A Year of Reading Lewis: The Abolition of Man

L. A. Smith of A Traveler’s Path has kindly agreed to let us take a look at some of her thoughts on Lewis!

I have never read Abolition before. I knew it was an important work, but its subtitle, Reflections on Education with Special Reference to the Teaching of English in the Upper Forms of Schools, didn’t inspire me much. In my research on  C.S. Lewis’ third book of his Space Trilogy, I discovered that That Hideous Strength was often touted as the working out in fiction of the philosophical argument proposed in Abolition of Man. So, while the That Hideous Strength was still fresh in my mind, I figured I would tackle Abolition at last.

The influential National Review ranked The Abolition of Man #7 on its list of the 100 Best Nonfiction Books of the 20th Century.  I felt quite intimidated by it, but I needn’t have been. Yes, it was a mental workout, but an invigorating one, not an impossible slog. It felt good to get my brain thinking, to follow along with Lewis in the presentation of his arguments. I forgot just how readable Lewis can be, especially when he presents big ideas.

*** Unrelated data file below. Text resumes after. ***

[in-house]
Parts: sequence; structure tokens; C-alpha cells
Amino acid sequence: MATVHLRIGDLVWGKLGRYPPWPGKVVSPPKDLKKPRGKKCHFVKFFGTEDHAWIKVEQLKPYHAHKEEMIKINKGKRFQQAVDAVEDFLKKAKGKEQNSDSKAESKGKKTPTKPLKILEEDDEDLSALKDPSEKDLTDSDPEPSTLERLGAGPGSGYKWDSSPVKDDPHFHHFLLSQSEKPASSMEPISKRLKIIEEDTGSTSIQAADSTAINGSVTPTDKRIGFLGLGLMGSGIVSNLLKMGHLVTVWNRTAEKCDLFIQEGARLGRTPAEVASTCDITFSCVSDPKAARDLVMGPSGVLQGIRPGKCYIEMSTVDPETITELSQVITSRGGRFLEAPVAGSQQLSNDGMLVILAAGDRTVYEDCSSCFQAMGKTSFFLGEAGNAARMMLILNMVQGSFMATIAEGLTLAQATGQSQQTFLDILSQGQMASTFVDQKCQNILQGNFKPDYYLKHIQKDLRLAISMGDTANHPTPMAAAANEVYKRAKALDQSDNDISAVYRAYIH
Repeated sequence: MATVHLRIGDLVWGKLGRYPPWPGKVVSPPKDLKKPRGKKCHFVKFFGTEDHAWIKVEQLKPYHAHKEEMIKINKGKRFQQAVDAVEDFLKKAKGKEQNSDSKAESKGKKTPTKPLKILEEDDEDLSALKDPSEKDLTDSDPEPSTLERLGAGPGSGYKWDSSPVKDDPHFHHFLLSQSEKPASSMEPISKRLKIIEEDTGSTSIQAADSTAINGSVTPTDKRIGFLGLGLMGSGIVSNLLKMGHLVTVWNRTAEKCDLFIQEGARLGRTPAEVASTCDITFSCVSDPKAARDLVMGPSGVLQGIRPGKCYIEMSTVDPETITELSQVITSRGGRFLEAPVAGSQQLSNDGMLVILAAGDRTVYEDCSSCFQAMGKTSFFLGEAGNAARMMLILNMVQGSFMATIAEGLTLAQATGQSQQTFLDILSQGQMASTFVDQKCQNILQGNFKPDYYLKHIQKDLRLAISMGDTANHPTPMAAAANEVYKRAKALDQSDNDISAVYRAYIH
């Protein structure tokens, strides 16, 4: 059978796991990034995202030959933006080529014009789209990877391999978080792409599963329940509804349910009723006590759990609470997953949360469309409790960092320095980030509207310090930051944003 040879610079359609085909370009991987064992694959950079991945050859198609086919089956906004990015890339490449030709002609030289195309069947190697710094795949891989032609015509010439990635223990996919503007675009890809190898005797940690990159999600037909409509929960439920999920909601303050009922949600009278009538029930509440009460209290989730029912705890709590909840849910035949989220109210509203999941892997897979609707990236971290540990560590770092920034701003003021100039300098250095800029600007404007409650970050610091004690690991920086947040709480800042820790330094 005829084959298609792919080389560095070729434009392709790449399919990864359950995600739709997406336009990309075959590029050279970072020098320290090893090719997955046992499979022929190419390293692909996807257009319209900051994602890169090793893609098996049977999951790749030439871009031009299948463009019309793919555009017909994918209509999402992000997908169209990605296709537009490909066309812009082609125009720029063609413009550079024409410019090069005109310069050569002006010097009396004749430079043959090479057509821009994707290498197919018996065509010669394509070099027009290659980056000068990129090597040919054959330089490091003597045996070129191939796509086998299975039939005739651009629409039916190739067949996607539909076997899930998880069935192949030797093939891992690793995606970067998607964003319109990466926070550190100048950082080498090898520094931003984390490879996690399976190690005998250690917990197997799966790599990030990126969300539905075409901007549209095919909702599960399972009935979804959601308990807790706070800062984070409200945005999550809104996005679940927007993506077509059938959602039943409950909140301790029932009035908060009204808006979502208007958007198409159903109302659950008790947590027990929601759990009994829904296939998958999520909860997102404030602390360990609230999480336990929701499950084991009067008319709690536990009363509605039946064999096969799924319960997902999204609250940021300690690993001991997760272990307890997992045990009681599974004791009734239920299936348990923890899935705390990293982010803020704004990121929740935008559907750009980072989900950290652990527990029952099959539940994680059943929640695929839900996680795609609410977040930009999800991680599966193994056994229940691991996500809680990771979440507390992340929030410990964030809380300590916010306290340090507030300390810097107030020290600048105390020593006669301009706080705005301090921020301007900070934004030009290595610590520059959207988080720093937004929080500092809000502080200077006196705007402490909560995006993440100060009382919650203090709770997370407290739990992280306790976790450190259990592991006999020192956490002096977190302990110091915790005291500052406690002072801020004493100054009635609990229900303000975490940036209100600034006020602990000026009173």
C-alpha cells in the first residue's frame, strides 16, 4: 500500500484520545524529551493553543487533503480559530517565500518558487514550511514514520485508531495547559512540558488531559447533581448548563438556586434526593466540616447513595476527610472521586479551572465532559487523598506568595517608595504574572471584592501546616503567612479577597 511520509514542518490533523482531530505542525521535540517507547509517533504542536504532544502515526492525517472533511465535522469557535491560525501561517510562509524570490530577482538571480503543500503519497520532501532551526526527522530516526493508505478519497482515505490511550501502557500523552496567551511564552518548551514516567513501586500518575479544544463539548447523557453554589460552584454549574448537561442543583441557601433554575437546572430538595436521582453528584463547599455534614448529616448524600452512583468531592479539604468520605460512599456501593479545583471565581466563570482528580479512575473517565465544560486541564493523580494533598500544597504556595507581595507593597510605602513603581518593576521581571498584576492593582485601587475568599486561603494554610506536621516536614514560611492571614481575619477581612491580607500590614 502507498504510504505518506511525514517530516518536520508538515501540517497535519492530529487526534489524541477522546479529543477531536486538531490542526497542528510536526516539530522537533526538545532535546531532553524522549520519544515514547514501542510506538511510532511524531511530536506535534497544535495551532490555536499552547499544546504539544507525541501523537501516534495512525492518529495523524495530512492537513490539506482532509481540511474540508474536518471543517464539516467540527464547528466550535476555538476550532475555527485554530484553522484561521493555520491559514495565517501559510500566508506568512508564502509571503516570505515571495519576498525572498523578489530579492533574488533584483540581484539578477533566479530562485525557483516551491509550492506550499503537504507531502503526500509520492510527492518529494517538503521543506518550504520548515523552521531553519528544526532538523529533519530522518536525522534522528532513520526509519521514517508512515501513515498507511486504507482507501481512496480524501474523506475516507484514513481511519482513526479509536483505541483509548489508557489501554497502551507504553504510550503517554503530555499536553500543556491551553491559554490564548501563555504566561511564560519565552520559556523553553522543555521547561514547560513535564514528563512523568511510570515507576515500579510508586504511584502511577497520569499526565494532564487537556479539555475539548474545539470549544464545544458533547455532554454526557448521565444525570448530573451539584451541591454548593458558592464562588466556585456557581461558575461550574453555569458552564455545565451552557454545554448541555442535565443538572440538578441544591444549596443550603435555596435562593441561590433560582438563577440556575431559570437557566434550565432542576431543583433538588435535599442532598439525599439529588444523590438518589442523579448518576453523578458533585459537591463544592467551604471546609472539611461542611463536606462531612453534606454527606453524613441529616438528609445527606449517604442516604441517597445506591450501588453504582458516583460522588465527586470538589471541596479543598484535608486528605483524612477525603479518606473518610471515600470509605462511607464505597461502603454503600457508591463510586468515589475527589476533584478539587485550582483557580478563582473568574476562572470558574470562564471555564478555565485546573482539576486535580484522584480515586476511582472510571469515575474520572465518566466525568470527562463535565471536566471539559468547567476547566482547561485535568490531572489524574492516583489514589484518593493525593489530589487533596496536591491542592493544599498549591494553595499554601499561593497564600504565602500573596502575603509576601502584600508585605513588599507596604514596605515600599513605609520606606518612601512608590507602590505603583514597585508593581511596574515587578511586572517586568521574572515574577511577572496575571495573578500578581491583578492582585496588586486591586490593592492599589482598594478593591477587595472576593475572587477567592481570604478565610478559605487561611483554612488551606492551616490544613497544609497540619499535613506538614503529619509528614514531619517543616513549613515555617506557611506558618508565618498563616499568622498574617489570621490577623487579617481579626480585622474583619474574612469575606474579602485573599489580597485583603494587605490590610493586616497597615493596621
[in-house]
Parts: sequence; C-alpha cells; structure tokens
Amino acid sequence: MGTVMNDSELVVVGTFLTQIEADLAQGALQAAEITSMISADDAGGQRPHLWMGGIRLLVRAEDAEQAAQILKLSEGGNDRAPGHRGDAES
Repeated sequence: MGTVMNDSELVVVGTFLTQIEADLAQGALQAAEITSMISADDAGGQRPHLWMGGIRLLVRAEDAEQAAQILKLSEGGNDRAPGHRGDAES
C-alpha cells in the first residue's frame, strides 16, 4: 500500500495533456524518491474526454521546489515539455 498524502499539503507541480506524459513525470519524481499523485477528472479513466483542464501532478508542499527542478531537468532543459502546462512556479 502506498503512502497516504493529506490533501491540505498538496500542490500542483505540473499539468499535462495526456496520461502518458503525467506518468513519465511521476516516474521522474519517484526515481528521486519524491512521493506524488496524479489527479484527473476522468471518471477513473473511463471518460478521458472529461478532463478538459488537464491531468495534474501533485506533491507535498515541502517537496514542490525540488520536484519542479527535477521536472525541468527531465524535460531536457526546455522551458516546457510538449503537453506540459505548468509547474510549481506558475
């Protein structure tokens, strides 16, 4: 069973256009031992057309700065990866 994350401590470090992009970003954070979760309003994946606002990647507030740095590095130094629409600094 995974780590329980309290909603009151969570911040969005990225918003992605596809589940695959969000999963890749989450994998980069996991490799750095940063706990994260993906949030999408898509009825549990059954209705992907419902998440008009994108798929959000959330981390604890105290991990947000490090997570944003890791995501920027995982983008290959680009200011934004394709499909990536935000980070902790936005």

Not to say that this is easy reading, or fluffy. Far from it. And I’m sure that my understanding of it only scratches the surface. But I did get food for thought out of it, and a whole new appreciation for C.S. Lewis’ unique genius.

The book, originally three lectures given in February of 1943,  was inspired by a textbook on English that Lewis was sent for review, which he titled, The Green Book, in order to disguise its true name, which was The Control of Language, A Critical Approach to Reading and Writing. In reading the textbook Lewis found something alarming: the authors were not only attempting to teach critical reading and writing, but in doing so, were imparting a subtle but deadly philosophy, one which states that there are no objective values (ones which are true in and of themselves) and that students should consider statements of value as ones of subjective feeling instead. e.g. “The waterfall is sublime” means only that “I have sublime feelings about the waterfall.”

Read more of this thoughtful essay…

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